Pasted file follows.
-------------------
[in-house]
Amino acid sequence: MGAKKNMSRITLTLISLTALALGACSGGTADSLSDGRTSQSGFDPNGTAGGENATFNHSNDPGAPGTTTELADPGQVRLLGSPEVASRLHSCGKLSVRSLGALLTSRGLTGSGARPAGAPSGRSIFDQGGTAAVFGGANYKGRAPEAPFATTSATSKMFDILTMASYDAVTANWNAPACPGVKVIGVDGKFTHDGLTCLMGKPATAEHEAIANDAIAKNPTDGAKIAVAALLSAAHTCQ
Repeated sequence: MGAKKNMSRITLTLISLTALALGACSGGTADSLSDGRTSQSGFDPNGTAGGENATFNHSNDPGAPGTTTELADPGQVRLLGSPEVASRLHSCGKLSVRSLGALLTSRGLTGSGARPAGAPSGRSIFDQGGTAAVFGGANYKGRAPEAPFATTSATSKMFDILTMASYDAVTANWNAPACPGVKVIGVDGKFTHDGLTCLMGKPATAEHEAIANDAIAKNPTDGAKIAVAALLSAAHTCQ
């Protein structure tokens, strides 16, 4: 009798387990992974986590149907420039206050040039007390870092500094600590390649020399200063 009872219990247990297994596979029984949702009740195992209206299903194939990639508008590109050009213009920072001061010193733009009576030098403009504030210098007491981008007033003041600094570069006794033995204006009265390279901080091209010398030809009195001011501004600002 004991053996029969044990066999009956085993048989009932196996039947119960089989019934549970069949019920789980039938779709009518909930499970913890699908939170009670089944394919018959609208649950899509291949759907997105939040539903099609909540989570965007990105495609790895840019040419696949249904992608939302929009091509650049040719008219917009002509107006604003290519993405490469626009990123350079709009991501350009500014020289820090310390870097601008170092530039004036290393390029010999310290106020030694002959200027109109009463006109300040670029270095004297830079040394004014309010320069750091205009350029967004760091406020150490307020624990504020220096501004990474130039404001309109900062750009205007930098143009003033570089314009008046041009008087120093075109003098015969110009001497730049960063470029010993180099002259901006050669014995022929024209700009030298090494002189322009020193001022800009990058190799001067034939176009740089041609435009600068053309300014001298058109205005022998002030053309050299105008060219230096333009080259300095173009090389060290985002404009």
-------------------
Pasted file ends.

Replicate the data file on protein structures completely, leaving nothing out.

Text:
[in-house]
Amino acid sequence: MGAKKNMSRITLTLISLTALALGACSGGTADSLSDGRTSQSGFDPNGTAGGENATFNHSNDPGAPGTTTELADPGQVRLLGSPEVASRLHSCGKLSVRSLGALLTSRGLTGSGARPAGAPSGRSIFDQGGTAAVFGGANYKGRAPEAPFATTSATSKMFDILTMASYDAVTANWNAPACPGVKVIGVDGKFTHDGLTCLMGKPATAEHEAIANDAIAKNPTDGAKIAVAALLSAAHTCQ
Repeated sequence: MGAKKNMSRITLTLISLTALALGACSGGTADSLSDGRTSQSGFDPNGTAGGENATFNHSNDPGAPGTTTELADPGQVRLLGSPEVASRLHSCGKLSVRSLGALLTSRGLTGSGARPAGAPSGRSIFDQGGTAAVFGGANYKGRAPEAPFATTSATSKMFDILTMASYDAVTANWNAPACPGVKVIGVDGKFTHDGLTCLMGKPATAEHEAIANDAIAKNPTDGAKIAVAALLSAAHTCQ
């Protein structure tokens, strides 16, 4: 009798387990992974986590149907420039206050040039007390870092500094600590390649020399200063 009872219990247990297994596979029984949702009740195992209206299903194939990639508008590109050009213009920072001061010193733009009576030098403009504030210098007491981008007033003041600094570069006794033995204006009265390279901080091209010398030809009195001011501004600002 004991053996029969044990066999009956085993048989009932196996039947119960089989019934549970069949019920789980039938779709009518909930499970913890699908939170009670089944394919018959609208649950899509291949759907997105939040539903099609909540989570965007990105495609790895840019040419696949249904992608939302929009091509650049040719008219917009002509107006604003290519993405490469626009990123350079709009991501350009500014020289820090310390870097601008170092530039004036290393390029010999310290106020030694002959200027109109009463006109300040670029270095004297830079040394004014309010320069750091205009350029967004760091406020150490307020624990504020220096501004990474130039404001309109900062750009205007930098143009003033570089314009008046041009008087120093075109003098015969110009001497730049960063470029010993180099002259901006050669014995022929024209700009030298090494002189322009020193001022800009990058190799001067034939176009740089041609435009600068053309300014001298058109205005022998002030053309050299105008060219230096333009080259300095173009090389060290985002404009």